Red light camera initiatives struck down again

Another Washington court has ruled in favor of red light cameras and a city's ability to use them. (AP Photo/file) | Zoom
Another Washington court has ruled in favor of red light cameras and a city's ability to use them.

The state court of appeals ruled on Monday that citizen's advisory initiatives, those that aren't binding, cannot be used to get rid of red light cameras.

This comes from a case in Monroe where a citizen's group tried to voice their displeasure over the city's red light cameras.

The city sued to prevent the advisory vote citing state law that red light cameras are not subject to local initiatives.

The court of appeals ruled the power to legislate the use of these cameras is given exclusively to the governing body of a city and not the electorate.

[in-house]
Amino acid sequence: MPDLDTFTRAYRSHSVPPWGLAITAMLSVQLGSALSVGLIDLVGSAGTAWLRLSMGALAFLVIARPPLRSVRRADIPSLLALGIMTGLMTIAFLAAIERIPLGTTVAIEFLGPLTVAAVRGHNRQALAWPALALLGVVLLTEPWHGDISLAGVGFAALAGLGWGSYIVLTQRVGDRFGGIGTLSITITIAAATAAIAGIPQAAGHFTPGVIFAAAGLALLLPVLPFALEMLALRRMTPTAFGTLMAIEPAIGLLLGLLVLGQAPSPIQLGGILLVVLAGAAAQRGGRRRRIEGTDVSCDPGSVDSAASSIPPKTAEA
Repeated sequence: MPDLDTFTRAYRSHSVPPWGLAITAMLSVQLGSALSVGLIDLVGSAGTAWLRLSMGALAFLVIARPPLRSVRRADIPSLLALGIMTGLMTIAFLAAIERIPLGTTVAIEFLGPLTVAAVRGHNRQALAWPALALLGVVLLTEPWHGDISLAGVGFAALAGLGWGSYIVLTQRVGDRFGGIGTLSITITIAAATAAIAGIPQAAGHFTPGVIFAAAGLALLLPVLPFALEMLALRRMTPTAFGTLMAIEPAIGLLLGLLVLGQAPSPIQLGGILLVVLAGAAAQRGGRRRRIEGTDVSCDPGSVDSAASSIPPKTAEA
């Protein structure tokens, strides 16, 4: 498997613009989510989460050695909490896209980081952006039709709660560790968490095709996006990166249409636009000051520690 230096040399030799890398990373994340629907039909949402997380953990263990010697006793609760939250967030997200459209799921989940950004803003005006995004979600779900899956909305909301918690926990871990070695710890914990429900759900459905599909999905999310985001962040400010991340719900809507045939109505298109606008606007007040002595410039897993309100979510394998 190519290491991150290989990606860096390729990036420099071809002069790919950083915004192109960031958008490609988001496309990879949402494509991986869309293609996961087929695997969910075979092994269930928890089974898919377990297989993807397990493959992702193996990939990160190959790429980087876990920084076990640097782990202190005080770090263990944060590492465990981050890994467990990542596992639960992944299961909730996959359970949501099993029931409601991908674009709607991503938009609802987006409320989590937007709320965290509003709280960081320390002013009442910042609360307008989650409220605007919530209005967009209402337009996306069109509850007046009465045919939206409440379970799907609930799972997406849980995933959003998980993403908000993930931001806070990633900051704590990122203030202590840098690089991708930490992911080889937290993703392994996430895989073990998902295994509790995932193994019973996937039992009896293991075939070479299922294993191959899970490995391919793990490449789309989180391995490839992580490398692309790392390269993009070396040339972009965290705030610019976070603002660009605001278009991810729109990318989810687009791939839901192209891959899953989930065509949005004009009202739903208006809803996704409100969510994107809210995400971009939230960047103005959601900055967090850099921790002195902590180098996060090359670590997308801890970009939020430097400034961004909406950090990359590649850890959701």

It supports a State Supreme Court ruling last year involving the red light cameras in Mukilteo. In that case, voters tried a binding initiative to remove the cameras. The high court cited the same state law, and the case was tossed out.

Activist Tim Eyman had his hands in both cases, and he calls the decisions "frightening."

"For the first time in our state's history, the courts have now made it illegal for the citizens of the state of Washington to even express an opinion on certain topics," he said.

Activist Tim Eyman has put an initiative on the November ballot that would allow these initiatives to continue.

Chris Sullivan, KIRO Radio Reporter
Chris loves the rush of covering breaking news and works hard to try to make sense of it all while telling stories about real people in extraordinary circumstances.
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